Herpetofauna of Europe : sw usa (april-may 2014)
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Roadtrip to SW USA, with some herping
26th of April - 11th of May 2014

All pictures (c) by Jan Van den Bulcke and Jeroen Speybroeck. These and a few more, mainly touristy, pictures are here.

Since long, my dear friend Jan and I had the idea of doing a roadtrip in the States. As Jan had to attend a conference in St George, UT, a two weeks travel plan was forged. An ambitious route was put forward, stretching from Louisiana to California. As Jan is not into herpetology and our time was limited, the (literally) hundreds of species occurring along this trajectory received only limited attention. As such, this report will be notably more "touristy" than my usual reports. I also did not bother too much in pursuing species I had seen during previous trips to the USA (see menu items CA 2011 and AZ 2012). Nevertheless, I was able to admire the targets on my subjective shortlist.


the plan

Louisiana

After a late afternoon arrival at Houston airport, we headed east to Louisiana, where we would meet with LA herpers Armin and Eric and Kyle from east Texas. After midnight, we arrived at Armin’s house in the woods, where I was hoping to be able to see some Timber Rattlesnake (Crotalus horridus) the next morning. With jetlag and herping excitement precluding most sleep, we got up with sleepy heads and disorientated brains. Hiking the beautiful hilly woods of Armin’s property, our local herpers succeeded in finding the target species and quite a few more species. Never having been east of Arizona in the US before, nearly all species were new to me.








Western Rat Snake (Pantherophis obsoletus)


Western Rat Snake (Pantherophis obsoletus)






American Toad (Anaxyrus americanus)






Kingsnake (Lampropeltis (getula) nigra)




Timber Rattlesnake (Crotalus horridus)


Timber Rattlesnake (Crotalus horridus)


Timber Rattlesnake (Crotalus horridus)


Timber Rattlesnake (Crotalus horridus)






Rough Green Snake (Opheodrys aestivus) - in situ


Rough Green Snake (Opheodrys aestivus)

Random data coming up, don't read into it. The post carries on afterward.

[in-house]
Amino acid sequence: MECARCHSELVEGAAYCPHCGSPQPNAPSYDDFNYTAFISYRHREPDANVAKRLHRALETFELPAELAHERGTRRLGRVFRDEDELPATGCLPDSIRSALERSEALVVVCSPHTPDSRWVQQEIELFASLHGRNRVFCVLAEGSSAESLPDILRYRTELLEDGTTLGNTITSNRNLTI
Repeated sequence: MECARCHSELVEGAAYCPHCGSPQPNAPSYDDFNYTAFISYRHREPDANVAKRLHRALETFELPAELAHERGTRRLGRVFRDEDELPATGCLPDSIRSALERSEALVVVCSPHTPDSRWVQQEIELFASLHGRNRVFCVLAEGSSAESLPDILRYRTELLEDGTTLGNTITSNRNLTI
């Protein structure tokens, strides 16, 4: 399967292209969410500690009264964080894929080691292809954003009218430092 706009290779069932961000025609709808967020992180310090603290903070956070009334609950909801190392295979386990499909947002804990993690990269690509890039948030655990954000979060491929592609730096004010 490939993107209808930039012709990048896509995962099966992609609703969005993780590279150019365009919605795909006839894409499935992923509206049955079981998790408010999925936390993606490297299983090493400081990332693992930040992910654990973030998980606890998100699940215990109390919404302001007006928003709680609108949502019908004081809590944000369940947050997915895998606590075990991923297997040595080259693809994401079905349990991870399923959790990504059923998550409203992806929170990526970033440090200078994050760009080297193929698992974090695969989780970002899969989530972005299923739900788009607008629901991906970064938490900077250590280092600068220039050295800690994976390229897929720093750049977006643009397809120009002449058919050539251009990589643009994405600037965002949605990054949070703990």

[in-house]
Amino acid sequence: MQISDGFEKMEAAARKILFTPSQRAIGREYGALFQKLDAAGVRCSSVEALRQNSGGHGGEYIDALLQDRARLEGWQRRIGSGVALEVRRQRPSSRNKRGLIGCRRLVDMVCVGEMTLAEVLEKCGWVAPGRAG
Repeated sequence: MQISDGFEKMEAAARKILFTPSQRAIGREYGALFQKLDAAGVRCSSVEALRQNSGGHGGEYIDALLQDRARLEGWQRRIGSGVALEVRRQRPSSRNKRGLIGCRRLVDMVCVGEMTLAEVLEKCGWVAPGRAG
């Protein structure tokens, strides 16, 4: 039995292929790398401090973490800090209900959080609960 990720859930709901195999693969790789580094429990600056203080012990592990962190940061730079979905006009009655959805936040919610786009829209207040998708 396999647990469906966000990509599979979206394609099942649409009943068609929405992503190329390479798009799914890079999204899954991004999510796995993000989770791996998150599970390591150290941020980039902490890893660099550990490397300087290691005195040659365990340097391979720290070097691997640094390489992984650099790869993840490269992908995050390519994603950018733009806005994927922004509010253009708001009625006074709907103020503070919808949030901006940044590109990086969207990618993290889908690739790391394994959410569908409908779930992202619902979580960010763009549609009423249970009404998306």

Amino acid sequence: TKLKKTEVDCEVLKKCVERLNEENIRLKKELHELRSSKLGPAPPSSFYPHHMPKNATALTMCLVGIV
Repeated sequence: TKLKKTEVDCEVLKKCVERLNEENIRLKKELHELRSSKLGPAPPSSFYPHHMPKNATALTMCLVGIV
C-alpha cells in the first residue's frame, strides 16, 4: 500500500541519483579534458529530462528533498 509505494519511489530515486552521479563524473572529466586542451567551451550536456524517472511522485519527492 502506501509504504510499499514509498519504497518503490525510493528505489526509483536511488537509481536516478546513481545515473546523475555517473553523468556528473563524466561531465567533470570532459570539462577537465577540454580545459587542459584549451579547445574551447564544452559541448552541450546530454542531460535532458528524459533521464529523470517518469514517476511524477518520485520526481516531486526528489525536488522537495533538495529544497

Rough Green Snake (Opheodrys aestivus)

Texas

In the evening we met up again with Kyle in east Texas to do some cruising. This delivered my first ever Copperhead (Agkistrodon contortrix) and some other species. We spent the night in Cleveland.


Green Tree Frog (Hyla cinerea)


Texas Toad (Anaxyrus speciosus)


FAIL... – Ribbon Snake (Thamnophis proximus)


Copperhead (Agkistrodon contortrix)

The next morning, Jan was feeling rather poorly, so instead of making him sit through too much, I decided we’d better move further west. We still had a lot of places to go to on our schedule, and this early in the trip I was unsure if we could afford anything but a rather strenuous pace. I would have loved to stick around for a milk snake (Lampropeltis triangulum), a cottonmouth (Agkistrodon piscivorus) and sooo much more, but you can’t get it all if you are not in herper’s company only. I was actually pleased with myself for not being all that selfish, which surely caused some friction during “non-herping” trips in the past, and the canebrakes alone could have easily made the trip worthwhile.

So, west we went, stopping for my very first American Alligator (Alligator mississippiensis) at Brazos Bend SP. First, some Green Anoles (Anolis carolinensis) in the parking lot, favouring more artificial substrates than their Peruvian relatives from 2013.


Green Anole (Anolis carolinensis)


Green Anole (Anolis carolinensis)


Green Anole (Anolis carolinensis)

Then, some gators, hanging around a pier and obviously accustomed to getting a few scraps from the local fishermen, but this photographer wasn’t complaining.








American Alligator (Alligator mississippiensis)


American Alligator (Alligator mississippiensis)


American Alligator (Alligator mississippiensis)


American Alligator (Alligator mississippiensis)




white ibis





After enjoying the company of these living fossils, we headed west and spent the night at a lovely B&B near Canyon Lake, north of San Antonio.




black-chinned hummingbird


black-chinned hummingbird


black-chinned hummingbird




scissor-tailed flycatcher

After a delicious breakfast, we stopped for some turtle spotting along the Guadalupe River.


Texas River Cooter (Pseudemys texana)


Texas River Cooter (Pseudemys texana)


Red-eared Slider (Trachemys scripta elegans)


Red-eared Slider (Trachemys scripta elegans)





Then, we continued to Val Verde county and Devil’s River State Natural Area. I did some cruising after dark, but temperatures were low, so it became a totally unproductive night. We stayed in a motel in Del Rio, near the Amistad reservoir.


Devil’s River


Ornate Tree Lizard (Urosaurus ornatus)


?Texas Spotted Whiptail (Aspidoscelis ?gularis)





The next day, we crossed the Pecos River and headed for Big Bend National Park. Temps were really low here, with a lot of wind, but the scenery was stunning. A big banded Coachwhip (Masticophis flagellum) got away. We spent the night in Terlingua.


Pecos River




?Texas Spotted Whiptail (Aspidoscelis ?gularis)


Trans-Pecos Striped Whiptail (Aspidoscelis inornata heptagramma)


Greater Earless Lizard (Cophosaurus texanus)




vermillion flycatcher


?Plateau Spotted Whiptail (Aspidoscelis ?scalaris)


Southwestern Fence Lizard (Sceloporus cowlesi)


Greater Earless Lizard (Cophosaurus texanus)


Terlingua stay